Always bear in mind that the smallest maximum aperture for AF to work properly is f/5.6 as specified by Nikon, so there is no guarantee that the AF will work properly in poor lighting situations when you're at the maximum zoom with these f/3.5-6.3 lenses. Which is also the reason why Nikon die die designed the lens to be at least f/5.6 at the 200mm end.kevyan said:
Nikon knows what photographers want. They design their optics from the photographers' point of view. The best way to a low light situation is a fast lens instead of pulling up the ISO. Only seasoned and knowledgable old hands will give these valuable tips away so that others will benefit.lsisaxon said:Nikon die die designed the lens to be at least f/5.6 at the 200mm end.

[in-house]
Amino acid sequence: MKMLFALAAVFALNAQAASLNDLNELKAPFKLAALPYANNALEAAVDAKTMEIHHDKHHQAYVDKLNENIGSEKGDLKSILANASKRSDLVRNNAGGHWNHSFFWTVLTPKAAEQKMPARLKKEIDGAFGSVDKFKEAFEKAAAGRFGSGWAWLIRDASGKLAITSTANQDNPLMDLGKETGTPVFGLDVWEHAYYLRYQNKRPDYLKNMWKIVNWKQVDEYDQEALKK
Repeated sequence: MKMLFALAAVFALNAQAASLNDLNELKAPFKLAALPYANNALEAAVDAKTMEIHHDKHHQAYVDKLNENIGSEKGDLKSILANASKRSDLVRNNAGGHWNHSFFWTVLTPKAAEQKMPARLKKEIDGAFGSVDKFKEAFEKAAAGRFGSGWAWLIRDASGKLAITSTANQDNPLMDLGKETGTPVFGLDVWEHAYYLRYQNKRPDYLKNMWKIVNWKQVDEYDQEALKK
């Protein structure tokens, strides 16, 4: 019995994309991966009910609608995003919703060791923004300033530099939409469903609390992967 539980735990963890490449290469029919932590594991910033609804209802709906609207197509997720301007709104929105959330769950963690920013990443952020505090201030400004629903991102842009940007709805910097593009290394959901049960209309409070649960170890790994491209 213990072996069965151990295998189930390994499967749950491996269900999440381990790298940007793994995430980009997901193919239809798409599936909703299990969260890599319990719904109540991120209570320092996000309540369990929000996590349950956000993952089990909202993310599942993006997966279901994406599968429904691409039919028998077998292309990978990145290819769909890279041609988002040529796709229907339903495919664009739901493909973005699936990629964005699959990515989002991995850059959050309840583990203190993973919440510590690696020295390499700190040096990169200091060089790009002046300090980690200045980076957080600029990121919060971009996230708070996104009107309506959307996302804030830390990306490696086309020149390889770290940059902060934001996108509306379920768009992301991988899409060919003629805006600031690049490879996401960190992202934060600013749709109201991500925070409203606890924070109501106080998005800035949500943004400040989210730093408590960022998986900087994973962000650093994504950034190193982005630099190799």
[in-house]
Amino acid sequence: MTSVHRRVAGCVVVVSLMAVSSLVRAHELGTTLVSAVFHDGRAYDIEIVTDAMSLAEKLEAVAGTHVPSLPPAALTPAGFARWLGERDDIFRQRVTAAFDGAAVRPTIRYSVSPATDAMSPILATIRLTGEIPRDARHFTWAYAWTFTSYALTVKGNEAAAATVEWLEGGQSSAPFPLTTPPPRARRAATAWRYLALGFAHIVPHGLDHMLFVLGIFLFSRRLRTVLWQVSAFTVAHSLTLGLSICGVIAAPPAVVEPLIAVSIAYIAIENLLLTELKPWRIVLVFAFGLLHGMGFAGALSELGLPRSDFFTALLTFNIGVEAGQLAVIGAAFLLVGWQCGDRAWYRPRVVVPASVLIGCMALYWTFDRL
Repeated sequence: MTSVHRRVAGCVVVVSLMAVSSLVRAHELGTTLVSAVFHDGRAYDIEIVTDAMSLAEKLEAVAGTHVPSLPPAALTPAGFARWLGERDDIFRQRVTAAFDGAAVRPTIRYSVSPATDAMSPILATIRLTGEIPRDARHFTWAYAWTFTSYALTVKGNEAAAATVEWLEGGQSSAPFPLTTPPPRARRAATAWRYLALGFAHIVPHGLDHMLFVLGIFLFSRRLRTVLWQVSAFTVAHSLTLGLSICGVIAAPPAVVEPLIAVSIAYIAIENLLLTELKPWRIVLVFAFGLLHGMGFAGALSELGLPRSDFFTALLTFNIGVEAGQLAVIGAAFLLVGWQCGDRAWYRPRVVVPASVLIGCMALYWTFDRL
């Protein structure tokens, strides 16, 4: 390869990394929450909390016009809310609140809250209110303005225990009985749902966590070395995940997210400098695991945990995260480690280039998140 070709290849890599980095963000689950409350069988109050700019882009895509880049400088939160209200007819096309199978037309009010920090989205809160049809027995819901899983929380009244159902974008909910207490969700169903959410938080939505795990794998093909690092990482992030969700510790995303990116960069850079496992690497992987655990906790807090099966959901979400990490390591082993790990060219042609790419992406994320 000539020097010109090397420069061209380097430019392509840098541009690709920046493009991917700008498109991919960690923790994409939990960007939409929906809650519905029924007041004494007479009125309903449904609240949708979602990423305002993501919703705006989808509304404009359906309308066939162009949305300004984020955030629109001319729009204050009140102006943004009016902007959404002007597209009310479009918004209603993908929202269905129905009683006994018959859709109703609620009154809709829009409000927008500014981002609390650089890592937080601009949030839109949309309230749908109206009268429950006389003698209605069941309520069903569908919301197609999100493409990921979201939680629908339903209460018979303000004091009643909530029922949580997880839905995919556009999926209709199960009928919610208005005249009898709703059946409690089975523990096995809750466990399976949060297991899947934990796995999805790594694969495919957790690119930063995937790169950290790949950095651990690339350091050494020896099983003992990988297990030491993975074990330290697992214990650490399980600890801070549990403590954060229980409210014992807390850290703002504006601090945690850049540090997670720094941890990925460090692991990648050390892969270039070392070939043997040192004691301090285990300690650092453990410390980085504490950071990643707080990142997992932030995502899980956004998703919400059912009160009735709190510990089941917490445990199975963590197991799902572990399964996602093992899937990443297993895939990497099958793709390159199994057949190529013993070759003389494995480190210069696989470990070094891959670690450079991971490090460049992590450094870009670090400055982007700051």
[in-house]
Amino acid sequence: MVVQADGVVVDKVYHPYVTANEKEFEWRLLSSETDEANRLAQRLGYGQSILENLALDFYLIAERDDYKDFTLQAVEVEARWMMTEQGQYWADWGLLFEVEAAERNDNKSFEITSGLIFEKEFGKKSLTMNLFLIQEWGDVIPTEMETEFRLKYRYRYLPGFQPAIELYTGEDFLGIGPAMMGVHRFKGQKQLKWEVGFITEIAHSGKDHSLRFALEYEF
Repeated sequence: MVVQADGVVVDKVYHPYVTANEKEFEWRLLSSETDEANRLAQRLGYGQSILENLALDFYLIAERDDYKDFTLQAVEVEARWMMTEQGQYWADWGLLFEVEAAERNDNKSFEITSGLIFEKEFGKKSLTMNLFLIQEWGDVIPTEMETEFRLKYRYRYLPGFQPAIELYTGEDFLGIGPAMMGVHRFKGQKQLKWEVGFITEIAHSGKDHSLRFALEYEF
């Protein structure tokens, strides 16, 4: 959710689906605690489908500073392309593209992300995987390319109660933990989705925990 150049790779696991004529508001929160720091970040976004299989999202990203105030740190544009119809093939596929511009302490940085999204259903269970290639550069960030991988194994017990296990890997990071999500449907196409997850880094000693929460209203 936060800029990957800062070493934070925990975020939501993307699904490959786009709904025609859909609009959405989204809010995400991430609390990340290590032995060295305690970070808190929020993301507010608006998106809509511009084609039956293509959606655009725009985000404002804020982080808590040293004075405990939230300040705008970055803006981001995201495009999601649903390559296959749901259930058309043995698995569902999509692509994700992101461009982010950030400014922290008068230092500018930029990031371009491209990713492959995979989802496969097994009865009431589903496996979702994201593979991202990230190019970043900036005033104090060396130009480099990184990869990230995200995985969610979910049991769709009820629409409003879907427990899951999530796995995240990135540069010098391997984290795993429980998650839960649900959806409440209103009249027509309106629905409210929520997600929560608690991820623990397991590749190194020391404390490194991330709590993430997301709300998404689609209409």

Having said that, there is no reason why you cannot use the Tamron or the Sigma if you don't want to pay for the Nikon one now. But you may regret your decision later if the Tamron or Sigma does not live up to your expectation.
I would only make this statement if the manufacturer is Nikon.forward said:I was a victim for years and had to learn the hard way of having to empty my wallet to optics that could not match my expectations. The best bet will be the original optics from the manufacturer of your camera body.
That would probably be because the aperture is already at f/6.3... smaller than the f/5.6 specified by Nikon for the AF to work properly.jeffhiew said:Have tried Tamron 18-200 b4, the focus is slow, it hunts.
Would bite the bullet and get Nikkor.
I'd take the Nikkor, tested it when it landed in sg, very cool, able to shoot at 1/8 F5.6 with VR, no handshake. Optics quality wise I'm fine with it. If can still see details after zooming 400% on the LCD screen I'm happy with it liao (me not fussy ). Would buy it if it's my first lens purchase with a dslr.kevyan said: